Clean, drain and dry.
The Nebraska Game and Parks Commission wants to keep reminding anyone with a boat or a bait bucket about the crucial practice.
It’s the biggest weapon in fighting the spread of zebra mussels. Dave Tunink, the fisheries assistant division administrator, calls them the poster child of invasive species, of which there are many.
Few have the impact of zebra mussels, which arrived in the United States from Europe for the first time in the 1980s, traveling in the ballast water of ships.
The detection of microscopic young zebra mussels — veligers — in a Carter Lake water sample last week isn’t just bad news for fishermen. The species can affect recreational boaters, swimmers and consumers of water and electricity.
“They are a colony organization; they live together,” Tunink said. “They can attach and clog pipes, anything in the water.”
That means increased maintenance for power and water treatment facilities. A gate or outlet structure won’t work if it’s buried in zebra mussels.
Boats that have sat in infested water all summer will be encrusted.
“It’s going to take money to clean them up,” Tunink said. “They live in the motor, too, in the water pump. The mechanic is going to charge more work to clean it all out.”
As mussels die, their sharp shells make it too dangerous to walk barefoot on beaches.
They’re bad news for anglers, too, because they compete with fish for food, especially young ones.
There are no effective treatments to control zebra mussels once they have infested a water body other than draining the body to low levels to allow the mussels to dry out or freeze.
The Missouri River has an expanding zebra mussel population along its entire length downstream of Gavins Point Dam near Yankton, South Dakota. Boats using both the river and Carter Lake are the likely source of introduction. Lewis and Clark Lake, Lake Yankton and the Offutt Base Lake are the only other Nebraska waters that have established zebra mussel populations. Omaha’s Zorinsky Lake is a suspect water body, with one positive veliger sample collected last year.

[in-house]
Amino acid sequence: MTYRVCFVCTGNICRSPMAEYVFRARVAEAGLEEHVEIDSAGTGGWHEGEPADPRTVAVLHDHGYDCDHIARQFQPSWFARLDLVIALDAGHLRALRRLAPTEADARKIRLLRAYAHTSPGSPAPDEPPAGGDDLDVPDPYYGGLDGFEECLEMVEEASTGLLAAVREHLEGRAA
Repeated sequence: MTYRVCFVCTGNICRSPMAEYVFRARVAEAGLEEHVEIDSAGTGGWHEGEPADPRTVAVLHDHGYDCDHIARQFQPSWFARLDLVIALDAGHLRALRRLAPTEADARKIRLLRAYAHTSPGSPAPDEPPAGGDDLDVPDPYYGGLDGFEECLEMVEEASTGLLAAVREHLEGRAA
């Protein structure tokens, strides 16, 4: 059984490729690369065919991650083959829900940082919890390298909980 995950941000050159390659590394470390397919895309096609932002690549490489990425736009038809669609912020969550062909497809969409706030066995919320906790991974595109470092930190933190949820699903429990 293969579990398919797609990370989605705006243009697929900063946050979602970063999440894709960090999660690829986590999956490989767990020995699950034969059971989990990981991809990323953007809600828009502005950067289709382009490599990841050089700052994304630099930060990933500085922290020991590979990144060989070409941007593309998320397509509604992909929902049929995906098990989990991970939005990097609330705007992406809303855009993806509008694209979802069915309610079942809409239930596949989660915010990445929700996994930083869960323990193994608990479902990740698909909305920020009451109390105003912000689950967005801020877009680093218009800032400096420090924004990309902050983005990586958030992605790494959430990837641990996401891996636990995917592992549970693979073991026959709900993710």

It takes just a drop. Mussels can live in the water that sloshes at the bottom of a boat or in the live well where fish are kept.
That’s where the motto clean, drain and dry comes in.
“Dry out anything wet in the boat,” Tunink said. “Wipe it down and make sure it dries.”
A towel will eliminate the young mussels, which are easy to kill.
Tunink reminds anglers not to transport water from one lake to another, which is an easy way to spread an invasive species.
Most fishermen know the dangers, because they see information about it frequently in the Game and Parks’ Nebraska fishing guide. But it’s not the same with recreational boaters.
“It’s hard to contact them as easily as it is a fisherman,” Tunink said.
That’s why it’s worth repeating.
Clean, drain and dry.
Young angler receives 250-plus cards
Charlie Bennett, the young Pleasant Dale angler who was burned in an accident earlier this summer, is ready to head back to school this week.
Skin grafts on his right thigh and upper right arm and shoulder were successful and he was recently able to ride his bike.
Since news spread of his injuries, the 12-year-old has gotten more than 250 cards and packages, with some including fishing lures, money and gift cards, a fishing blanket, dog toys, eclipse glasses and pictures of people with their biggest catches. Cards have come from as far away as Florida and Texas.
An Omaha woman baked him cookies in the shape of fish and bobbers. Right before his skin graft surgery on July 24, a helicopter medic unit out of Greeley, Colorado, made him an honorary co-pilot.
“His favorite part was just getting the cards and seeing what people wrote. It makes his day,” said his father, Mitch. “It’s the first thing he wants to do when he wakes up. ‘Let’s go get the mail.’ ”
Mitch Bennett wanted to thank everyone for the cards and gifts his son has received.
“It’s just amazing the generosity of people,” he said.